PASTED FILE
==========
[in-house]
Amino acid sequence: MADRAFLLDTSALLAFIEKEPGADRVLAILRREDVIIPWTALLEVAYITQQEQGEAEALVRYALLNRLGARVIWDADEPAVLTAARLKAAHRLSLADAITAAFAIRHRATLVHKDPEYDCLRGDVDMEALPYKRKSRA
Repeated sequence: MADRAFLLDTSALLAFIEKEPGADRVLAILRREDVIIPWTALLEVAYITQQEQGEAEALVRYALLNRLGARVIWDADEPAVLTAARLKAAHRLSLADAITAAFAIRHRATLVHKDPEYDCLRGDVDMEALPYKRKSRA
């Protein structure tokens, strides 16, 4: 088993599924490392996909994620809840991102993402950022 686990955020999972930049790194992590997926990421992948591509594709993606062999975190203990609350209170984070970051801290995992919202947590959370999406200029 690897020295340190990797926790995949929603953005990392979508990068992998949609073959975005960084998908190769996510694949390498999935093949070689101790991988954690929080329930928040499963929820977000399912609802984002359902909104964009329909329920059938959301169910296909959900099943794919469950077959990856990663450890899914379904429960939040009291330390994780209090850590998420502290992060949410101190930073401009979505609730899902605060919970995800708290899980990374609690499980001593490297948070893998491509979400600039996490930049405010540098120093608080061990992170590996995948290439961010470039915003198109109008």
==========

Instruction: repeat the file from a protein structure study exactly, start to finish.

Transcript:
[in-house]
Amino acid sequence: MADRAFLLDTSALLAFIEKEPGADRVLAILRREDVIIPWTALLEVAYITQQEQGEAEALVRYALLNRLGARVIWDADEPAVLTAARLKAAHRLSLADAITAAFAIRHRATLVHKDPEYDCLRGDVDMEALPYKRKSRA
Repeated sequence: MADRAFLLDTSALLAFIEKEPGADRVLAILRREDVIIPWTALLEVAYITQQEQGEAEALVRYALLNRLGARVIWDADEPAVLTAARLKAAHRLSLADAITAAFAIRHRATLVHKDPEYDCLRGDVDMEALPYKRKSRA
């Protein structure tokens, strides 16, 4: 088993599924490392996909994620809840991102993402950022 686990955020999972930049790194992590997926990421992948591509594709993606062999975190203990609350209170984070970051801290995992919202947590959370999406200029 690897020295340190990797926790995949929603953005990392979508990068992998949609073959975005960084998908190769996510694949390498999935093949070689101790991988954690929080329930928040499963929820977000399912609802984002359902909104964009329909329920059938959301169910296909959900099943794919469950077959990856990663450890899914379904429960939040009291330390994780209090850590998420502290992060949410101190930073401009979505609730899902605060919970995800708290899980990374609690499980001593490297948070893998491509979400600039996490930049405010540098120093608080061990992170590996995948290439961010470039915003198109109008």